All types of soil can be farmed with no need for irrigation, even sand. Irrigation is not required for farming. Any underground soil can be used to farm; irrigation is only required on stone. Be careful, however: if the stone beneath mud is designated for smoothing, the dwarves will not smooth it, but proceed to clean the mud instead, which will make the farm plot unusable.
In certain conditions, irrigation can convert rock floors into soil floors. This can be useful for transporting valuable soil like fire clay or sand closer to magma.
At its simplest, all that's required for irrigation is a water source, a drop-off point, and a dwarf with a bucket.
Very little land is required to provide all the farm field resources a fortress needs to survive and prosper, so this method should suffice in most cases. Of course, we have many other methods documented here for more ambitious sorts.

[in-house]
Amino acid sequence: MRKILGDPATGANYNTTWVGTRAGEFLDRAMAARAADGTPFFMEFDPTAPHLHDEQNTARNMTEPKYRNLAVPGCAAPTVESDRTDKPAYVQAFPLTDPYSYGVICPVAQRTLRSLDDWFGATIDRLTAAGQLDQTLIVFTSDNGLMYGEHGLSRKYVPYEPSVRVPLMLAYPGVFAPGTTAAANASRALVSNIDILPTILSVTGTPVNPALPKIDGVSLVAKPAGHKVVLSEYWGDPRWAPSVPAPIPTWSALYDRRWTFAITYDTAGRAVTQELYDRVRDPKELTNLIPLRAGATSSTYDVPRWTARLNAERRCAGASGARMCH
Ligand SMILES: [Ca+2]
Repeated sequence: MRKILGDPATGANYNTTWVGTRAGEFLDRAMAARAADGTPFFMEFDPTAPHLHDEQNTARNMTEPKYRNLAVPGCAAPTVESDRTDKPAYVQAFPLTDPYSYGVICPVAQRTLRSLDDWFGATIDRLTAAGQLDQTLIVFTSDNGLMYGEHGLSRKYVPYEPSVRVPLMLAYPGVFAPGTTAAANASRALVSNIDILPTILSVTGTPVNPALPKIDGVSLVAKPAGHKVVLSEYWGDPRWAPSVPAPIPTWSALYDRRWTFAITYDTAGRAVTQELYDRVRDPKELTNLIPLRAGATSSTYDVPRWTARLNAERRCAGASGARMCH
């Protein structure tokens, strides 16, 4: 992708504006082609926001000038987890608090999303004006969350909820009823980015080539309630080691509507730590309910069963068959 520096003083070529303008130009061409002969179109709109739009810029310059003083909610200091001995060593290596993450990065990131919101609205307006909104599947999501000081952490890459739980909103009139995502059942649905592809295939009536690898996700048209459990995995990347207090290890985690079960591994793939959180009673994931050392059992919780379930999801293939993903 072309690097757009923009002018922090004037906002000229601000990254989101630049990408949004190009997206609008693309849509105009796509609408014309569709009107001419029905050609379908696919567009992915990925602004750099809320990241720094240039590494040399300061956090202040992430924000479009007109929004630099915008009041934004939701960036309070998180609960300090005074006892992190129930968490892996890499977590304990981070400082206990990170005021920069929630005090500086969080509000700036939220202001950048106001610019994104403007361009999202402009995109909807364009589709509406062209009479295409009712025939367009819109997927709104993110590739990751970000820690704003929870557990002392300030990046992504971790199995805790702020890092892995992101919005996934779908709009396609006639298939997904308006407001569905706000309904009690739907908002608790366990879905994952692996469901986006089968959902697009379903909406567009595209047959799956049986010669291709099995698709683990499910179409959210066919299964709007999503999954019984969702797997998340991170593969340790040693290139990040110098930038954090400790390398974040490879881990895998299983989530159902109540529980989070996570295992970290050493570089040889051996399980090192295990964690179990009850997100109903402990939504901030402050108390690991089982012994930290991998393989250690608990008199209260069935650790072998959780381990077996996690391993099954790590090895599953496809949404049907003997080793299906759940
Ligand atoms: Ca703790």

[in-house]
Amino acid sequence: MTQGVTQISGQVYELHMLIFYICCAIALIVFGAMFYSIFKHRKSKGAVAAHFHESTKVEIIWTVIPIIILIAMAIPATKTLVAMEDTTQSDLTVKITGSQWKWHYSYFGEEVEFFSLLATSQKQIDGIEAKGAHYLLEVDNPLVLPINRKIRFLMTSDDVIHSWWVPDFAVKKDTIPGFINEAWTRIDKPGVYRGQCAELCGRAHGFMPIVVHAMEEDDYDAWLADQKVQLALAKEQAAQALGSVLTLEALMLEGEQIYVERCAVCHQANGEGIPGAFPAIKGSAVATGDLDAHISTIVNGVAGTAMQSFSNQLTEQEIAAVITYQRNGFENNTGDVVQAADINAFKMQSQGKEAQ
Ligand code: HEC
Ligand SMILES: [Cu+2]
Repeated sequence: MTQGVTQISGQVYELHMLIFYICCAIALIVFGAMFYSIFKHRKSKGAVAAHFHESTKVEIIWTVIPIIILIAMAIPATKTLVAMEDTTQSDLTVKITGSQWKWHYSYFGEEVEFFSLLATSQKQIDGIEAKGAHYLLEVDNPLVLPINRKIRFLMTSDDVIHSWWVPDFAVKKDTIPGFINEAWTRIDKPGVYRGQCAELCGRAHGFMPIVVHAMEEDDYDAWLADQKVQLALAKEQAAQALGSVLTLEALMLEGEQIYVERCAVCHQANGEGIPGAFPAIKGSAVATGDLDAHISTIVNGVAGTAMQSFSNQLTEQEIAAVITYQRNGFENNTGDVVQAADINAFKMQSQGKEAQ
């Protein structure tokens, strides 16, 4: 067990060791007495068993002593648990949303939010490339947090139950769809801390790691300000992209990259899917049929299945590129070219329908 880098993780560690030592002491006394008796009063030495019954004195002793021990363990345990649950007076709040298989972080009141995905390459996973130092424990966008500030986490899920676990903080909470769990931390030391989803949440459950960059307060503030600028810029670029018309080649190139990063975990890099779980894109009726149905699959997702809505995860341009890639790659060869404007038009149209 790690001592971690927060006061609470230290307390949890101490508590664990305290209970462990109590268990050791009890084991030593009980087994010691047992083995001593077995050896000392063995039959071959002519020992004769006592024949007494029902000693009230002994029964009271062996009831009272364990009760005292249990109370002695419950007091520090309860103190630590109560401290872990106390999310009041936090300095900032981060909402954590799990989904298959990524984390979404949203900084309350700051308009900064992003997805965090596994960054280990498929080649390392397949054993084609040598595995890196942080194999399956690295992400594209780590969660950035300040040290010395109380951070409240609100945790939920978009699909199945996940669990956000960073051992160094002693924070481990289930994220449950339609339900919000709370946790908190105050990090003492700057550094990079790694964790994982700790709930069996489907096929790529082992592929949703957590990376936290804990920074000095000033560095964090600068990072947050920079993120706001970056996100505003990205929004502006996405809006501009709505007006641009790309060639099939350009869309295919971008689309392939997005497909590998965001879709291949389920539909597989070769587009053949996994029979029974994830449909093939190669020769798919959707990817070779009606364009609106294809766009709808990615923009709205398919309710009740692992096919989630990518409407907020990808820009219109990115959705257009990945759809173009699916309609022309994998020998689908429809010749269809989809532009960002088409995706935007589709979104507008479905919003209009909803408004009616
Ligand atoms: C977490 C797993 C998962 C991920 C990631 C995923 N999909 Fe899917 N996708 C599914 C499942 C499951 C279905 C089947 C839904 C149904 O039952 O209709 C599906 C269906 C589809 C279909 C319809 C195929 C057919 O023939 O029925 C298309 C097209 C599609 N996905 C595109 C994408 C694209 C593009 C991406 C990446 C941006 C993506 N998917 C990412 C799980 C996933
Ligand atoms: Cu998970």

This method relies on activity zones, as water for irrigation can't simply be dropped on the ground, but must fall from the level above.
Step one: Designate a water source activity zone over the edge of a body of water. In a saltwater biome, a well must be constructed, instead.
Step two: Dig out or construct a drop-off point just above where you want your farms to be. This most often takes the form of a balcony, catwalk, or scaffolding - anything with open space dwarves can reach (adjacent floor tiles) to pour water down into. Because of how underground Z-levels work (there's a hidden layer between every Z-level), the easiest way to do this if you are underground is to simply dig an area above where you want the farms and channel a hole in the floor. This will remove the hidden layer, and allow dwarves to pour water down the hole, since it creates "empty space". Water can safely fall any distance.